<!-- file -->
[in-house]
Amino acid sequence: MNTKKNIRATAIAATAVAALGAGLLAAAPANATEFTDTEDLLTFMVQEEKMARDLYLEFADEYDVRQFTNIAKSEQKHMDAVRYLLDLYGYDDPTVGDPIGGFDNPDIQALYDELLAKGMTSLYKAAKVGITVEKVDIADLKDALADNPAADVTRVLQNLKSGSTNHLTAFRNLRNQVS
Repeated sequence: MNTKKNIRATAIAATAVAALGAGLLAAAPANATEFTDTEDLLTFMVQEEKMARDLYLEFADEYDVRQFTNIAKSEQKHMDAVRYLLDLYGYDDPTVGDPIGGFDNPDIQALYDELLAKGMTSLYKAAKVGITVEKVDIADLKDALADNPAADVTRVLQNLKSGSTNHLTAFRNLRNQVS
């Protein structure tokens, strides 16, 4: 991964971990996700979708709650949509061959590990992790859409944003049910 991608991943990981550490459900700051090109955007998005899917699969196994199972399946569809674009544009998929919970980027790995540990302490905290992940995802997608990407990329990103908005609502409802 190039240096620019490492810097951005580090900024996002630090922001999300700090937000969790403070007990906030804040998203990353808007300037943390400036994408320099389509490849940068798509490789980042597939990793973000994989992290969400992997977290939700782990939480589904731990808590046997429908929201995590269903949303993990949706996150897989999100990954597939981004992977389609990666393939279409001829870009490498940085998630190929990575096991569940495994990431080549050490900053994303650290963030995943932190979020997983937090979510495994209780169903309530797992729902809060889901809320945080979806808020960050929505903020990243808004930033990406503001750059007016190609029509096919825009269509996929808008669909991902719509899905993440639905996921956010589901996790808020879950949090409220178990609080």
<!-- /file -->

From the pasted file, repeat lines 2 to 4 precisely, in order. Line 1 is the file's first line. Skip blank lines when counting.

Amino acid sequence: MNTKKNIRATAIAATAVAALGAGLLAAAPANATEFTDTEDLLTFMVQEEKMARDLYLEFADEYDVRQFTNIAKSEQKHMDAVRYLLDLYGYDDPTVGDPIGGFDNPDIQALYDELLAKGMTSLYKAAKVGITVEKVDIADLKDALADNPAADVTRVLQNLKSGSTNHLTAFRNLRNQVS
Repeated sequence: MNTKKNIRATAIAATAVAALGAGLLAAAPANATEFTDTEDLLTFMVQEEKMARDLYLEFADEYDVRQFTNIAKSEQKHMDAVRYLLDLYGYDDPTVGDPIGGFDNPDIQALYDELLAKGMTSLYKAAKVGITVEKVDIADLKDALADNPAADVTRVLQNLKSGSTNHLTAFRNLRNQVS
């Protein structure tokens, strides 16, 4: 991964971990996700979708709650949509061959590990992790859409944003049910 991608991943990981550490459900700051090109955007998005899917699969196994199972399946569809674009544009998929919970980027790995540990302490905290992940995802997608990407990329990103908005609502409802 190039240096620019490492810097951005580090900024996002630090922001999300700090937000969790403070007990906030804040998203990353808007300037943390400036994408320099389509490849940068798509490789980042597939990793973000994989992290969400992997977290939700782990939480589904731990808590046997429908929201995590269903949303993990949706996150897989999100990954597939981004992977389609990666393939279409001829870009490498940085998630190929990575096991569940495994990431080549050490900053994303650290963030995943932190979020997983937090979510495994209780169903309530797992729902809060889901809320945080979806808020960050929505903020990243808004930033990406503001750059007016190609029509096919825009269509996929808008669909991902719509899905993440639905996921956010589901996790808020879950949090409220178990609080």